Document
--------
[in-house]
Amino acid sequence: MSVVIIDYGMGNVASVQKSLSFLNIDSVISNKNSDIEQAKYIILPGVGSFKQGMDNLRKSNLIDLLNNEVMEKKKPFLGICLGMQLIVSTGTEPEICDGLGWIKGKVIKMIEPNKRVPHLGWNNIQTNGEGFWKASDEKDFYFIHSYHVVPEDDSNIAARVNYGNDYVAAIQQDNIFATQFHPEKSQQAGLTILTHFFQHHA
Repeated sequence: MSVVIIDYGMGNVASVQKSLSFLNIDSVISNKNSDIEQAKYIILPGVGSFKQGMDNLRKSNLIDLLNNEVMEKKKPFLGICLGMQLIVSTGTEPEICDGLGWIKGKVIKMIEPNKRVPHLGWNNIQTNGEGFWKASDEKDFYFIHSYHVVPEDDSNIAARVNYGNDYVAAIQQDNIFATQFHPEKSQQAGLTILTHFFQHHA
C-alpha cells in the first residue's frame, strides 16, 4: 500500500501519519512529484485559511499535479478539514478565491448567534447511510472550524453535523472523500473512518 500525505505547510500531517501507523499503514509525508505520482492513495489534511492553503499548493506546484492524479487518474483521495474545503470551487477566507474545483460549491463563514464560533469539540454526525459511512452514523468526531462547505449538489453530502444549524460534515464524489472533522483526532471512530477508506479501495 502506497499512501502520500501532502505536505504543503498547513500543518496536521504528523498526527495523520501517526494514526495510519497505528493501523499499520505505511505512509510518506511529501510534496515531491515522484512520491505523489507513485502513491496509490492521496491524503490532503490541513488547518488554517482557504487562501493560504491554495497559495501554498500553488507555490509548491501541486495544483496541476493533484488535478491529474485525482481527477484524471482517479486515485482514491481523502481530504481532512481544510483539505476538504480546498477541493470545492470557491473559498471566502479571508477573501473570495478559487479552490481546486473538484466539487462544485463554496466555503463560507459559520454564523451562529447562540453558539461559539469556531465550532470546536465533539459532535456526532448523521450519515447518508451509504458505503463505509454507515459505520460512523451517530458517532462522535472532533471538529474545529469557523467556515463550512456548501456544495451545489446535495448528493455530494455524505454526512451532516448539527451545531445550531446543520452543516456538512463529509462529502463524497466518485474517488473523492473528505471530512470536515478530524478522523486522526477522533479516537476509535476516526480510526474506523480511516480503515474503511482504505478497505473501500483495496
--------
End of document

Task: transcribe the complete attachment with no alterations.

[in-house]
Amino acid sequence: MSVVIIDYGMGNVASVQKSLSFLNIDSVISNKNSDIEQAKYIILPGVGSFKQGMDNLRKSNLIDLLNNEVMEKKKPFLGICLGMQLIVSTGTEPEICDGLGWIKGKVIKMIEPNKRVPHLGWNNIQTNGEGFWKASDEKDFYFIHSYHVVPEDDSNIAARVNYGNDYVAAIQQDNIFATQFHPEKSQQAGLTILTHFFQHHA
Repeated sequence: MSVVIIDYGMGNVASVQKSLSFLNIDSVISNKNSDIEQAKYIILPGVGSFKQGMDNLRKSNLIDLLNNEVMEKKKPFLGICLGMQLIVSTGTEPEICDGLGWIKGKVIKMIEPNKRVPHLGWNNIQTNGEGFWKASDEKDFYFIHSYHVVPEDDSNIAARVNYGNDYVAAIQQDNIFATQFHPEKSQQAGLTILTHFFQHHA
C-alpha cells in the first residue's frame, strides 16, 4: 500500500501519519512529484485559511499535479478539514478565491448567534447511510472550524453535523472523500473512518 500525505505547510500531517501507523499503514509525508505520482492513495489534511492553503499548493506546484492524479487518474483521495474545503470551487477566507474545483460549491463563514464560533469539540454526525459511512452514523468526531462547505449538489453530502444549524460534515464524489472533522483526532471512530477508506479501495 502506497499512501502520500501532502505536505504543503498547513500543518496536521504528523498526527495523520501517526494514526495510519497505528493501523499499520505505511505512509510518506511529501510534496515531491515522484512520491505523489507513485502513491496509490492521496491524503490532503490541513488547518488554517482557504487562501493560504491554495497559495501554498500553488507555490509548491501541486495544483496541476493533484488535478491529474485525482481527477484524471482517479486515485482514491481523502481530504481532512481544510483539505476538504480546498477541493470545492470557491473559498471566502479571508477573501473570495478559487479552490481546486473538484466539487462544485463554496466555503463560507459559520454564523451562529447562540453558539461559539469556531465550532470546536465533539459532535456526532448523521450519515447518508451509504458505503463505509454507515459505520460512523451517530458517532462522535472532533471538529474545529469557523467556515463550512456548501456544495451545489446535495448528493455530494455524505454526512451532516448539527451545531445550531446543520452543516456538512463529509462529502463524497466518485474517488473523492473528505471530512470536515478530524478522523486522526477522533479516537476509535476516526480510526474506523480511516480503515474503511482504505478497505473501500483495496